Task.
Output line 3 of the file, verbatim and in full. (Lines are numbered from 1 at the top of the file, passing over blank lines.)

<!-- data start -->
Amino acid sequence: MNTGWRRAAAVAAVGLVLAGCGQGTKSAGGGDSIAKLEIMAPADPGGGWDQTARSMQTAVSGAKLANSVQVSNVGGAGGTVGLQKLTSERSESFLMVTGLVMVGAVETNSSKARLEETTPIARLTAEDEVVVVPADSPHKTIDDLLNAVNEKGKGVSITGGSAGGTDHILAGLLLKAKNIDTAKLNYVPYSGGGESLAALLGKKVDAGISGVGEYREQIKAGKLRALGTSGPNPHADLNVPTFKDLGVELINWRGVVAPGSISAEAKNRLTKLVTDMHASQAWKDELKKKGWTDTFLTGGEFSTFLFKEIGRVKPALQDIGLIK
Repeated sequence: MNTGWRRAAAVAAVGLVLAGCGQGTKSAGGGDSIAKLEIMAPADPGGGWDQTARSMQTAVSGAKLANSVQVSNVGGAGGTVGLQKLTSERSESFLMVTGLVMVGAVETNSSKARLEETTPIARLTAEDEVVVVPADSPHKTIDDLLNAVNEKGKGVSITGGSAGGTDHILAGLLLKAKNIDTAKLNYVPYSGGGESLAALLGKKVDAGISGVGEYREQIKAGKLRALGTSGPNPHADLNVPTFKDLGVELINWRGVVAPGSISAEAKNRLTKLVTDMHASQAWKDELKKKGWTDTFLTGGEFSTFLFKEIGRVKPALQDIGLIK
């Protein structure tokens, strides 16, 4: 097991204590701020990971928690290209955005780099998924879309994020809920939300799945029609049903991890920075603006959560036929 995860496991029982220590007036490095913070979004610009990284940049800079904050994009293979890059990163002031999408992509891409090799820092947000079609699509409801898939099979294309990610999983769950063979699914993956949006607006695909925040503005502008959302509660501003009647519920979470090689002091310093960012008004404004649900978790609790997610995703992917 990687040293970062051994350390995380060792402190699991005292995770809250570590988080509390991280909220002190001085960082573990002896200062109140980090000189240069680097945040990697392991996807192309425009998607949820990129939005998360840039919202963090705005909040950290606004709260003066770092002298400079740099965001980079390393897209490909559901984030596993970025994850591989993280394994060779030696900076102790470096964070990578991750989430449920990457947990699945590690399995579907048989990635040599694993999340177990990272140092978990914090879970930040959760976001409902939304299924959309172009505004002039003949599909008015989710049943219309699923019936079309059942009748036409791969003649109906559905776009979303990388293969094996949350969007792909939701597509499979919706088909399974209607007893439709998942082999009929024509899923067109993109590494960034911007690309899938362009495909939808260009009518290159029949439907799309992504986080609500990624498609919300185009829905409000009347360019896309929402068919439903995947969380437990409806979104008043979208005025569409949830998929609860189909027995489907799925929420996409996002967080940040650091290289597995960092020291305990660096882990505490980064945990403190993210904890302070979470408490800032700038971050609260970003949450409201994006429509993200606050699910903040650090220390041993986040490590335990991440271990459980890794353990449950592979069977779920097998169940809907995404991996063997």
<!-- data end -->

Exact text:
């Protein structure tokens, strides 16, 4: 097991204590701020990971928690290209955005780099998924879309994020809920939300799945029609049903991890920075603006959560036929 995860496991029982220590007036490095913070979004610009990284940049800079904050994009293979890059990163002031999408992509891409090799820092947000079609699509409801898939099979294309990610999983769950063979699914993956949006607006695909925040503005502008959302509660501003009647519920979470090689002091310093960012008004404004649900978790609790997610995703992917 990687040293970062051994350390995380060792402190699991005292995770809250570590988080509390991280909220002190001085960082573990002896200062109140980090000189240069680097945040990697392991996807192309425009998607949820990129939005998360840039919202963090705005909040950290606004709260003066770092002298400079740099965001980079390393897209490909559901984030596993970025994850591989993280394994060779030696900076102790470096964070990578991750989430449920990457947990699945590690399995579907048989990635040599694993999340177990990272140092978990914090879970930040959760976001409902939304299924959309172009505004002039003949599909008015989710049943219309699923019936079309059942009748036409791969003649109906559905776009979303990388293969094996949350969007792909939701597509499979919706088909399974209607007893439709998942082999009929024509899923067109993109590494960034911007690309899938362009495909939808260009009518290159029949439907799309992504986080609500990624498609919300185009829905409000009347360019896309929402068919439903995947969380437990409806979104008043979208005025569409949830998929609860189909027995489907799925929420996409996002967080940040650091290289597995960092020291305990660096882990505490980064945990403190993210904890302070979470408490800032700038971050609260970003949450409201994006429509993200606050699910903040650090220390041993986040490590335990991440271990459980890794353990449950592979069977779920097998169940809907995404991996063997």